Can You Translate All of These Simple French Phrases?

Isadora Teich

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About This Quiz

When it comes to the languages most used around the world, you'll find French very high on the list, at number six to be exact, with approximately 220 million speakers worldwide. 

With this large number of people, the French language touches almost every continent around the world. You'll find French used in African countries such as Senegal and Cameroon, North American countries such as Canada and Haiti, and the European countries of Switzerland, Belgium, and, obviously, France.

Although French might not be an official language in these countries, it continues to be a dominant one. Even in the United States, you'll find common French words that have been adopted into everyday language. You couldn't order food at a restaurant without a "menu." It would be hard to go on an interview without a "resume." 

While you might easily recognize these French words, how many basic French phrases can you recognize and translate? There's only one way to find out! Take a shot at this quiz and let's find out if we'll be telling you "Bon travail" or "Au revoir!"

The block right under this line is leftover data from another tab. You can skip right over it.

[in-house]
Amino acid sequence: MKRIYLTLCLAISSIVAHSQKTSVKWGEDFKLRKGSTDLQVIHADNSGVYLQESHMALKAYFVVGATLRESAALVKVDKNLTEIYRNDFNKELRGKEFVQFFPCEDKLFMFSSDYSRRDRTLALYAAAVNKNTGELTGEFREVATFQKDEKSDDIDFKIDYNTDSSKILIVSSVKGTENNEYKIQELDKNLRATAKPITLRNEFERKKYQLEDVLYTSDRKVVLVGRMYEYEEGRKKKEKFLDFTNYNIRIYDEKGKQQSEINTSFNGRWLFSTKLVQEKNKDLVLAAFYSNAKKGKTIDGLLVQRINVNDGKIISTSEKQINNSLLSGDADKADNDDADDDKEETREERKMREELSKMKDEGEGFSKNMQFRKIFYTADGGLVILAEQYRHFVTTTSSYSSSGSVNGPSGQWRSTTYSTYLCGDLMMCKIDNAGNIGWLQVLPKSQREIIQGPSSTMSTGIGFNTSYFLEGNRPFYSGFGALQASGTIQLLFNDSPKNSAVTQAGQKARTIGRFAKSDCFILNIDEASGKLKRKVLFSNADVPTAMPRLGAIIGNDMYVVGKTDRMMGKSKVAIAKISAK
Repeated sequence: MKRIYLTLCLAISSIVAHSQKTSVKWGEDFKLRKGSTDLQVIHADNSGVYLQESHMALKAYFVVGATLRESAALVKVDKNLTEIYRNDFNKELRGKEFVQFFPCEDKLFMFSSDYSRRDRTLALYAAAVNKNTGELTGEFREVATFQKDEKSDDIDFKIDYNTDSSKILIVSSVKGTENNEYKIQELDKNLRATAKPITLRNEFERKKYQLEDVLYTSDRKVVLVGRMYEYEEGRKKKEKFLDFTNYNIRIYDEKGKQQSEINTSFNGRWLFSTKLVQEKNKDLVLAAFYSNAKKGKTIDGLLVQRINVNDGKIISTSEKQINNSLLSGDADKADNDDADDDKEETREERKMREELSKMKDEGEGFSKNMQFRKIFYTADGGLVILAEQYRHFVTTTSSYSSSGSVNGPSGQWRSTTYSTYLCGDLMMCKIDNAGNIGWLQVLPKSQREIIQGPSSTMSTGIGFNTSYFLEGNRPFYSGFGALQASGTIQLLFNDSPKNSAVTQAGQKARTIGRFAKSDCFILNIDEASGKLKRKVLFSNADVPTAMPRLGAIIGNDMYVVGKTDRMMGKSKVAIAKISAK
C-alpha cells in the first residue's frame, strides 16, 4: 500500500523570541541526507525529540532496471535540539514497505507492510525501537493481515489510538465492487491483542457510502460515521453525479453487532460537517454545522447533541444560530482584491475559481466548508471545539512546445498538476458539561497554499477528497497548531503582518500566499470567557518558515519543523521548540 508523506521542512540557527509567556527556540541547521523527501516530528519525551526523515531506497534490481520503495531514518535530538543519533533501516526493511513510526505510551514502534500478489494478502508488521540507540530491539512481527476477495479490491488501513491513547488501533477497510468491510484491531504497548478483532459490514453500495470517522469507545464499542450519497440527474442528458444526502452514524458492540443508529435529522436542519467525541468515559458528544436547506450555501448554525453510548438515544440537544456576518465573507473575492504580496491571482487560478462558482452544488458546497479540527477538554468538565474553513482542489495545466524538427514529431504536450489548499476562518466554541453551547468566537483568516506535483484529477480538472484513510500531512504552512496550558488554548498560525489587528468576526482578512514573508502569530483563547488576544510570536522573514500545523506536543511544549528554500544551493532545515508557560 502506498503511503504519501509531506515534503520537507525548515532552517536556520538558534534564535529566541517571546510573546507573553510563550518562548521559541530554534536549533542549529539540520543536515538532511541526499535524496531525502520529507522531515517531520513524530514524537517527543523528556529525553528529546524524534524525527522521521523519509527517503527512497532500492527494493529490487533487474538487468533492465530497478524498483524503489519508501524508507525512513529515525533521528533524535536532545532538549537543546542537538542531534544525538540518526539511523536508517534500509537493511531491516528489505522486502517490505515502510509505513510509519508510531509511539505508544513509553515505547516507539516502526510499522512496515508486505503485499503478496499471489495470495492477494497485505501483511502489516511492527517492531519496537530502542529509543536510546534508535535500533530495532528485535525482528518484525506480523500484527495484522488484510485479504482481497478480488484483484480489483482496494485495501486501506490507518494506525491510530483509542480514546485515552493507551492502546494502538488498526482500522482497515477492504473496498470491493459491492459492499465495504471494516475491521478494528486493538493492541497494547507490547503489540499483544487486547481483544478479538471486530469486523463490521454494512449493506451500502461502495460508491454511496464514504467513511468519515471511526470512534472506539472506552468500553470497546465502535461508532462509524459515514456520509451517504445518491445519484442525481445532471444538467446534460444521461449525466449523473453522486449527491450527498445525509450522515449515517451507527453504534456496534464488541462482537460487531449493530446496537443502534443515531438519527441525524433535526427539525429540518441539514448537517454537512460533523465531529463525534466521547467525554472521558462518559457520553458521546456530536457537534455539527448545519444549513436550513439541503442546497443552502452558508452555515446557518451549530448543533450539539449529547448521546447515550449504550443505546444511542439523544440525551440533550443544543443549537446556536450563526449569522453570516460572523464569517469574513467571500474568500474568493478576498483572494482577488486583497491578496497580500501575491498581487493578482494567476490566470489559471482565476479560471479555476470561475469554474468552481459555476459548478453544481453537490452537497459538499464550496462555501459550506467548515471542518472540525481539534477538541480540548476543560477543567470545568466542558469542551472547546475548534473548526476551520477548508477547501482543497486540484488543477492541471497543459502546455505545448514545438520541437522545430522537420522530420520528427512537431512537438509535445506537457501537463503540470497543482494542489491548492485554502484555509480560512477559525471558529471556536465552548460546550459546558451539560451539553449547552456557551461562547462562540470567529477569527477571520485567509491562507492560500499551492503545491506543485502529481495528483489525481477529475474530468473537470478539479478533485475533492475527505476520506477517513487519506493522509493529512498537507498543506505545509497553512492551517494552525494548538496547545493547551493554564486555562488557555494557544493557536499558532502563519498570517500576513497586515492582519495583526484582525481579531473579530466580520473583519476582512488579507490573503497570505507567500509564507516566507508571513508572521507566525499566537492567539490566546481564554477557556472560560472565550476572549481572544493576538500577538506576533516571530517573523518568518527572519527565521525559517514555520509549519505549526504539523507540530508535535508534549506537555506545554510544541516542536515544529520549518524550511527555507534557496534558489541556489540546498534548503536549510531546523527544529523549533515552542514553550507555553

Merci

This is how you say "Thank you".

Bonjour

Bonjour is the classic French way to say hello. "Salut" and "Allô" are other greetings.

Où sont les toilettes?

For anyone traveling to a French-speaking country, this is a key question to memorize. Knowing where restrooms are is important.

Un billet, s’il vous plaît

Regardless of where you are in the world, you usually can't get on a bus, subway, or train without fare or a ticket. Knowing this phrase will help your journey go smoothly.

Je suis Américain

In French, many words are gendered to reflect the subject of a sentence. If you are an American woman, you would say "Je suis américaine."

Oui

Knowing how to say "Yes" and "No" in any language is key. In French, "Yes" is "Oui" and "No" is "Non."

Tu t'appelles comment?